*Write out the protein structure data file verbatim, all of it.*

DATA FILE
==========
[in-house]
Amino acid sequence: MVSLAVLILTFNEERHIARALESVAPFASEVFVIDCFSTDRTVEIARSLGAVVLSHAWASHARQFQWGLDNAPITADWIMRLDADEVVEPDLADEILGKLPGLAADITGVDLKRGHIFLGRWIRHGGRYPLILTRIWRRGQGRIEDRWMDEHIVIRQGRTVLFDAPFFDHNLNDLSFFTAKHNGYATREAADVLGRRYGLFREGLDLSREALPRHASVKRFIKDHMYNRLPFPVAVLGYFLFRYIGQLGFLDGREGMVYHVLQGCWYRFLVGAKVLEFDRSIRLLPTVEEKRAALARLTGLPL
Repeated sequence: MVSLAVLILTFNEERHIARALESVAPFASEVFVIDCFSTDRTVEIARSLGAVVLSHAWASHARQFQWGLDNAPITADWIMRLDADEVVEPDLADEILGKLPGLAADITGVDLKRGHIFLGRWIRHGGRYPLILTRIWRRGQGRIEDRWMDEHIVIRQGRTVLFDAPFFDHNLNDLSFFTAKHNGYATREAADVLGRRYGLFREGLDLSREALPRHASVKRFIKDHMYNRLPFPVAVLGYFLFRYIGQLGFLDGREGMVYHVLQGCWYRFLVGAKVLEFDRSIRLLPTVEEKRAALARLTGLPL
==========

[in-house]
Amino acid sequence: MVSLAVLILTFNEERHIARALESVAPFASEVFVIDCFSTDRTVEIARSLGAVVLSHAWASHARQFQWGLDNAPITADWIMRLDADEVVEPDLADEILGKLPGLAADITGVDLKRGHIFLGRWIRHGGRYPLILTRIWRRGQGRIEDRWMDEHIVIRQGRTVLFDAPFFDHNLNDLSFFTAKHNGYATREAADVLGRRYGLFREGLDLSREALPRHASVKRFIKDHMYNRLPFPVAVLGYFLFRYIGQLGFLDGREGMVYHVLQGCWYRFLVGAKVLEFDRSIRLLPTVEEKRAALARLTGLPL
Repeated sequence: MVSLAVLILTFNEERHIARALESVAPFASEVFVIDCFSTDRTVEIARSLGAVVLSHAWASHARQFQWGLDNAPITADWIMRLDADEVVEPDLADEILGKLPGLAADITGVDLKRGHIFLGRWIRHGGRYPLILTRIWRRGQGRIEDRWMDEHIVIRQGRTVLFDAPFFDHNLNDLSFFTAKHNGYATREAADVLGRRYGLFREGLDLSREALPRHASVKRFIKDHMYNRLPFPVAVLGYFLFRYIGQLGFLDGREGMVYHVLQGCWYRFLVGAKVLEFDRSIRLLPTVEEKRAALARLTGLPL